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October 30, 2014 / 6 Heshvan, 5775
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Overregulation: The Problem We Can’t Outproduce

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Photo Credit: Serge Attal/Flash90

http://hotair.com/greenroom/archives/2012/08/13/overregulation-the-problem-we-cant-outproduce-with-some-words-from-reagan/

In the period between 1950 and about 2005, Americans continuously sustained a hefty downpayment on our federal, state, and local governments’ spiraling debt, by upping our productivity, our economic output, and the scope of opportunity for everyone.

Overregulation and implied state ownership of what we produce has been a problem for us since Woodrow Wilson’s terms in office.  But until the last half-decade, the American people shouldered and outproduced greater and greater burdens of regulation and/or taxation, costly credit and inflation, and victim politics and litigation.  Operating in the conditions of relative economic and political freedom – more than most of the world, if not more than in our own past – the American people were a productivity engine unmatched in the history of man.  Spend more?  We’ll produce more.  Tax receipts will skyrocket.  If our governments can’t pay their bills, it won’t be because the American people aren’t producing.

The burdens have now caught up with us, however.  Tax rates, while they have gone up and down in the last 30 years, have hovered around a mean established in the 1980s.  Top rates have not skyrocketed as they did at some points in America’s past.   Yet the American productivity engine is faltering.  Unemployment remains high at over 8%, and America’s labor force participation rate has dropped to its lowest level since 1981 (which was in the trough of a major recession).

Credit is harder to get, but people don’t want that much of it anyway.  Consumers aren’t spending.  Housing values have plunged into an abyss, with no end in sight.  (A home virtually identical to mine was listed last week for about half what I paid for mine in December 2002.  Six months ago it would have been listed at about 65% of my original purchase price.)  In the current heat wave in the Southwest, California power companies that announced “flex alerts,” during which customers are asked to use less power, have been surprised that usage was well below what they thought it would be.  People can’t afford to pay for air conditioning as they once would have – and many homes are still standing empty after three, four, or five years.  Similar low demand has hit the US Northeast.  (This means, incidentally, that the power companies aren’t getting the revenue they were expecting.  Down the road, that isn’t going to be a good thing.)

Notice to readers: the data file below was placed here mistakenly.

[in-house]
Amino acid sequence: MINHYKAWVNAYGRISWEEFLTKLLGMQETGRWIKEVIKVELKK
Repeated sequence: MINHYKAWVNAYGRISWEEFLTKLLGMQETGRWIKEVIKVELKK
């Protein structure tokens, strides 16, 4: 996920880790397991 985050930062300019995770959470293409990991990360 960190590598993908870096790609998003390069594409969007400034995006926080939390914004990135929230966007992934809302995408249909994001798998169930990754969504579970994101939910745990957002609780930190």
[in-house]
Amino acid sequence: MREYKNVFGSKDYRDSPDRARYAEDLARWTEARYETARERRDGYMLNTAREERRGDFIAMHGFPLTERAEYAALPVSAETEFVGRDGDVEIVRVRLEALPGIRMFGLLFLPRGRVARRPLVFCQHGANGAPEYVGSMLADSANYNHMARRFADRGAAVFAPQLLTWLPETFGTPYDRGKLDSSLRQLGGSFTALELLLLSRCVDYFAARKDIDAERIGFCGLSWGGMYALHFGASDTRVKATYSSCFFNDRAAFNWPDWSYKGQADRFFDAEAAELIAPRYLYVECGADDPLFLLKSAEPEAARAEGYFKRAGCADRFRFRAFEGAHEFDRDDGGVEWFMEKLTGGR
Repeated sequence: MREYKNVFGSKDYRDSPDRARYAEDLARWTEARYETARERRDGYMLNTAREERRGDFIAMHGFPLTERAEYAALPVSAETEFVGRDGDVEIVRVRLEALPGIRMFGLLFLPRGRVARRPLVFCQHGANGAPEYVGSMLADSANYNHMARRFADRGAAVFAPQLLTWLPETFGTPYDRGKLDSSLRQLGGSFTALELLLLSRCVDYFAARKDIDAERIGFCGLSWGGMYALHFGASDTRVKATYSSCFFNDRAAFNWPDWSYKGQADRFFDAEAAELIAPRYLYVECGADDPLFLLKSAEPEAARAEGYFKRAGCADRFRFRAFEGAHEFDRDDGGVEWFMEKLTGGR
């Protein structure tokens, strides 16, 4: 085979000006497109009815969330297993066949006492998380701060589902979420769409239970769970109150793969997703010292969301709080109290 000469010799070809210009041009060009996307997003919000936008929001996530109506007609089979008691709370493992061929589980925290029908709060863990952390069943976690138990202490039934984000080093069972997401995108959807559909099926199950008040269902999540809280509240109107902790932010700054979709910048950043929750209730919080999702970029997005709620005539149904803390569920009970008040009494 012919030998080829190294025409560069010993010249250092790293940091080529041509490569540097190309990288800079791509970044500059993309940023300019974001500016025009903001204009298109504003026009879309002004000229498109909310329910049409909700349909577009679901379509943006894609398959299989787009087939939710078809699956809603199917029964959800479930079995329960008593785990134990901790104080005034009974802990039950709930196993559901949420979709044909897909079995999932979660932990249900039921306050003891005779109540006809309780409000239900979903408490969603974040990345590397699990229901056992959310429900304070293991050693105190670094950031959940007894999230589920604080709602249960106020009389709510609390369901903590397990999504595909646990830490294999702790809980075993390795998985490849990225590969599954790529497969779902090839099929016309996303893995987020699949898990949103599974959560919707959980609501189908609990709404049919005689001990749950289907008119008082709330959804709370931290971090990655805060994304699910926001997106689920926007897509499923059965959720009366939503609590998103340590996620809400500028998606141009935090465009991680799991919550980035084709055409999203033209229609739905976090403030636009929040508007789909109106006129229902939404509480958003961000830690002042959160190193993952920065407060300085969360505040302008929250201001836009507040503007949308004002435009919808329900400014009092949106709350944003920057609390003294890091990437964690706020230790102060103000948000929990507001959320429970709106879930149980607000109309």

It’s easy to say that people don’t want to work.  It’s also cheap and easy to talk about “fatcat” business owners who don’t want to hire people, or who are just being rich while the rest of us are miserable.

But most new jobs – about 70% — have always been created by small businesses in America, and those small businesses are being steamrolled by regulation.  Regulation is having a serious impact even on big business, and all its costs are passed on to the customer.  “Business” doesn’t pay for anything; you pay for it all.  If you don’t, the business isn’t viable, and you don’t have those big, clean grocery stores with thousands of products, or gas stations charging competitive prices on every corner.  Either you pay all the costs of regulation, or the product isn’t available.

One particular American president was closely attuned to the costs of regulation, and you won’t be surprised that it was Ronald Reagan.  Several times in the late 1970s, he spoke about this problem in his radio spots.  The points he made then resonate as if they were made at 10:00 this morning.

One 2 March 1977, Reagan talked about “Added Inflation” caused by government regulation*:

To inflation and taxes let us add another cost to all of us which is the indirect inflation brought about by excessive regulation and government statutes.

He went on: